Rachel C. Smith
Ms. Smith is a PhD student under the mentorship of Dr. Lindsay Starkey at Oklahoma State University College of Veterinary Medicine. She earned her BS in animal science from Auburn University in 2020 before beginning graduate studies at the Auburn University College of Veterinary Medicine. Her primary research focus is vector-borne infections in companion animals with an interest in diagnostics and teaching parasitology to veterinary students.Read Articles Written by Rachel C. Smith
Lindsay A. Starkey
DVM, PhD, DACVM (Parasitology)
Dr. Starkey earned her BS in Animal Science from the University of Arkansas and her DVM and PhD at Oklahoma State University, where her graduate research focused on vector-borne infections. She completed her residency training through the National Center for Veterinary Parasitology at Oklahoma State University. In 2016, Dr. Starkey joined the faculty at Auburn University, where she is involved in various research projects involving vector-borne and foodborne infections, diagnostic parasitology, and parasite consultation and outreach. Dr. Starkey is also heavily involved in teaching parasitology to first-, second-, and fourth-year veterinary students.Read Articles Written by Lindsay A. Starkey
The protozoan parasite Giardia duodenalis is transmitted in a fecal–oral cycle when cysts shed into the environment by infected hosts are ingested by naïve hosts. Cysts shed in feces are immediately infectious and extremely robust in the environment, making control of environmental contamination difficult. After cysts have been ingested, they excyst in the duodenum, where they become trophozoites that colonize the small intestine using a structure known as the ventral disc to adhere to the epithelial cells. In addition to causing physical damage to the gut epithelium, trophozoites induce molecular changes, which in combination disrupt nutrient absorption and barrier function of the gut epithelium.1 Trophozoites encyst as they enter the large intestine; cysts usually become detectable within 3 to 10 days of infection. Occasionally, trophozoites may be passed in the feces during acute episodes of diarrhea if organisms do not have time to encyst before being voided; however, trophozoites cannot persist in the environment.2
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Giardiasis more frequently affects young dogs and cats (<1 year of age) than adults.2-4 The most common clinical signs associated with Giardia infection are malabsorption, malodorous feces, chronic diarrhea, and weight loss or lack of weight gain. Apparently healthy animals (usually adults) may harbor chronic subclinical infections and persistently shed cysts; due to the absence of clinical signs, the incidence of this phenomenon is likely underdiagnosed.4-6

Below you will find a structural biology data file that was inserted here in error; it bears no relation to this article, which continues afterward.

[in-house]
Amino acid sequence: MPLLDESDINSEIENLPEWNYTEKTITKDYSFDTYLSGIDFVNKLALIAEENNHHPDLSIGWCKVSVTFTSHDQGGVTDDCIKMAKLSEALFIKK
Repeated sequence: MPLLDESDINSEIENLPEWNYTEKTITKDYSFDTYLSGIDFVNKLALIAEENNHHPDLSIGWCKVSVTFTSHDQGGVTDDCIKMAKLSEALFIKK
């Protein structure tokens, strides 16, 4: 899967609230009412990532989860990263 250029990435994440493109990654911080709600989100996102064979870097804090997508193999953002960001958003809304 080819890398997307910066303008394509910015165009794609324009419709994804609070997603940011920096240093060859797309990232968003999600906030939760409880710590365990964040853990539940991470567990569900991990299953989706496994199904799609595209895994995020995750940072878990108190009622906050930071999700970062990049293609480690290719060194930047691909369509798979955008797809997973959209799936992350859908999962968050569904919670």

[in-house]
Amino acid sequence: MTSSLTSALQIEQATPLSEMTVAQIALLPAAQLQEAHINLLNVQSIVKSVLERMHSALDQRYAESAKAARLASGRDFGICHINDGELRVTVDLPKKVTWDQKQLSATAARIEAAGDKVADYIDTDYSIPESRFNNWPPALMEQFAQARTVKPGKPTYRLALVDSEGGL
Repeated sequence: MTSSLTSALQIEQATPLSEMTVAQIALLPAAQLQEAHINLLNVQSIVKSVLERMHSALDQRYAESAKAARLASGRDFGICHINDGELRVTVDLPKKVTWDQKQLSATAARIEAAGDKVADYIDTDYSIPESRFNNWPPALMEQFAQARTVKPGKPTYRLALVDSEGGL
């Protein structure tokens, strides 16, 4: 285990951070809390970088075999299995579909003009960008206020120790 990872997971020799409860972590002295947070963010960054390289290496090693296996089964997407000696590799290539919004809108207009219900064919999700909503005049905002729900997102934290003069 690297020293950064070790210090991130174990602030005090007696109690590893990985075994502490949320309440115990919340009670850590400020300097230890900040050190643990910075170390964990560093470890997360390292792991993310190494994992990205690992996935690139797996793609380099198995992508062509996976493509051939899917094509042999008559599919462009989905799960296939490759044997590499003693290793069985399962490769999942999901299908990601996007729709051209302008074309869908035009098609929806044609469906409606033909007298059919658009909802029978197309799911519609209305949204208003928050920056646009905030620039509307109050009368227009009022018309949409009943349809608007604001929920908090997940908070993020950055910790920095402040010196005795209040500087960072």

Public Health Concerns
G duodenalis is found in all parts of the world and infects a variety of hosts, which leads to some concern regarding Giardia infection in companion animals and the possibility of zoonotic pet-to-owner transmission.
Within the past few decades, it has been determined that despite having identical morphology, Giardia recovered from different host species tend to differ genetically.7 These genetic differences have led to the classification of Giardia into 8 distinct genetic assemblages (A–H), most of which are highly host specific. In the United States, assemblages C and D are thus far limited to dogs, assemblage F is limited to cats, and assemblages A and B are considered to have zoonotic potential.7,8 However, even within these potentially zoonotic assemblages, some subassemblages seem to have a broader host range and therefore carry greater zoonotic potential than others. Assemblage A-II is found almost exclusively in humans; A-III and A-IV are found in animals; and A-I has a wider host range, which includes humans, dogs, and cats.9-11
Of note, recent molecular data indicate that cats may carry zoonotic assemblages more frequently than their canine counterparts. Although nationwide, overall Giardia prevalence among surveyed cats was nearly half that among dogs (7.48% and 14.18%, respectively) and 19.1% of Giardia-positive cats carried potentially zoonotic assemblages, compared with only 3.7% of Giardia-positive dogs.11 However, current evidence indicates that although zoonotic risk exists and may be of greater concern with regard to children or immunocompromised persons, most Giardia infections are host specific and it is unlikely that transmission between companion animals and owners is a common source of Giardia infection in humans.12-14